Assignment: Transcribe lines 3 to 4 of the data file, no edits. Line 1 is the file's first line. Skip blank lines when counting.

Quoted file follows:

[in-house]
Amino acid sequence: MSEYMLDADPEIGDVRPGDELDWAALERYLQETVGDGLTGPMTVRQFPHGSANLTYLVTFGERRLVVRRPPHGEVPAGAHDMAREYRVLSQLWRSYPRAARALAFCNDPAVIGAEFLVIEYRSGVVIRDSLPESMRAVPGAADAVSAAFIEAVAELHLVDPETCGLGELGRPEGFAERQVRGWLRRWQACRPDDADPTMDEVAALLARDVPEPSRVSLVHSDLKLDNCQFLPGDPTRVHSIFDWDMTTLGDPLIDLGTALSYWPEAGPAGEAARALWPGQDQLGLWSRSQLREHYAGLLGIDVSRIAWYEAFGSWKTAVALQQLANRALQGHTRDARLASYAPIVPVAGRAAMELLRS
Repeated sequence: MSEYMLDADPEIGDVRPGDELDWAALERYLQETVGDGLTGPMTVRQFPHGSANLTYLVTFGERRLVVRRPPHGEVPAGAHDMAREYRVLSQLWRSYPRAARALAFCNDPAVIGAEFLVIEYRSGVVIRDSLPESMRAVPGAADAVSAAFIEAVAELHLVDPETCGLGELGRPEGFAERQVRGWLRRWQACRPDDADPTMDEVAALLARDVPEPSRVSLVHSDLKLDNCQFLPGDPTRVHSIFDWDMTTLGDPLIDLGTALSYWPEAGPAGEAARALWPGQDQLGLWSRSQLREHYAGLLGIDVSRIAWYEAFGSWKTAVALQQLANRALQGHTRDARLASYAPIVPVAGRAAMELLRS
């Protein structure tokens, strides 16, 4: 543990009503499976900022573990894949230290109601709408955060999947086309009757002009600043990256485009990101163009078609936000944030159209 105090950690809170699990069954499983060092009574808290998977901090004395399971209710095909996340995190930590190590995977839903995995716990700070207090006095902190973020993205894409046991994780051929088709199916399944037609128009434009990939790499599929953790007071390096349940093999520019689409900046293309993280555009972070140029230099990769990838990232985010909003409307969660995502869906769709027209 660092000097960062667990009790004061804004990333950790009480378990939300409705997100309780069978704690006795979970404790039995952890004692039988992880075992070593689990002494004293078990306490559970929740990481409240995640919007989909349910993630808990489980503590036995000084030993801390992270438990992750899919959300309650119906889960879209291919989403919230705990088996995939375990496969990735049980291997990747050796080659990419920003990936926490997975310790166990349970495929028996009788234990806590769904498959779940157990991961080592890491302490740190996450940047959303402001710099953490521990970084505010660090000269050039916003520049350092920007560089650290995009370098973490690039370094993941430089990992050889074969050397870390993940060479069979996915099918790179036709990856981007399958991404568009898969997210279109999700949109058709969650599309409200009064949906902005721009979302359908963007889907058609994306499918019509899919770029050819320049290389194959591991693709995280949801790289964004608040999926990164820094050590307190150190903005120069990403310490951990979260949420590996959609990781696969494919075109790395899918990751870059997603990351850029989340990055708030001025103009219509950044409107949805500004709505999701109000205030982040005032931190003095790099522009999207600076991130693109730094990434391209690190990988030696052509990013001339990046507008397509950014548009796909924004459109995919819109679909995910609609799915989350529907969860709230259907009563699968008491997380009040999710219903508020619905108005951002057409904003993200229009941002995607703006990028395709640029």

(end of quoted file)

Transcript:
Repeated sequence: MSEYMLDADPEIGDVRPGDELDWAALERYLQETVGDGLTGPMTVRQFPHGSANLTYLVTFGERRLVVRRPPHGEVPAGAHDMAREYRVLSQLWRSYPRAARALAFCNDPAVIGAEFLVIEYRSGVVIRDSLPESMRAVPGAADAVSAAFIEAVAELHLVDPETCGLGELGRPEGFAERQVRGWLRRWQACRPDDADPTMDEVAALLARDVPEPSRVSLVHSDLKLDNCQFLPGDPTRVHSIFDWDMTTLGDPLIDLGTALSYWPEAGPAGEAARALWPGQDQLGLWSRSQLREHYAGLLGIDVSRIAWYEAFGSWKTAVALQQLANRALQGHTRDARLASYAPIVPVAGRAAMELLRS
């Protein structure tokens, strides 16, 4: 543990009503499976900022573990894949230290109601709408955060999947086309009757002009600043990256485009990101163009078609936000944030159209 105090950690809170699990069954499983060092009574808290998977901090004395399971209710095909996340995190930590190590995977839903995995716990700070207090006095902190973020993205894409046991994780051929088709199916399944037609128009434009990939790499599929953790007071390096349940093999520019689409900046293309993280555009972070140029230099990769990838990232985010909003409307969660995502869906769709027209 660092000097960062667990009790004061804004990333950790009480378990939300409705997100309780069978704690006795979970404790039995952890004692039988992880075992070593689990002494004293078990306490559970929740990481409240995640919007989909349910993630808990489980503590036995000084030993801390992270438990992750899919959300309650119906889960879209291919989403919230705990088996995939375990496969990735049980291997990747050796080659990419920003990936926490997975310790166990349970495929028996009788234990806590769904498959779940157990991961080592890491302490740190996450940047959303402001710099953490521990970084505010660090000269050039916003520049350092920007560089650290995009370098973490690039370094993941430089990992050889074969050397870390993940060479069979996915099918790179036709990856981007399958991404568009898969997210279109999700949109058709969650599309409200009064949906902005721009979302359908963007889907058609994306499918019509899919770029050819320049290389194959591991693709995280949801790289964004608040999926990164820094050590307190150190903005120069990403310490951990979260949420590996959609990781696969494919075109790395899918990751870059997603990351850029989340990055708030001025103009219509950044409107949805500004709505999701109000205030982040005032931190003095790099522009999207600076991130693109730094990434391209690190990988030696052509990013001339990046507008397509950014548009796909924004459109995919819109679909995910609609799915989350529907969860709230259907009563699968008491997380009040999710219903508020619905108005951002057409904003993200229009941002995607703006990028395709640029």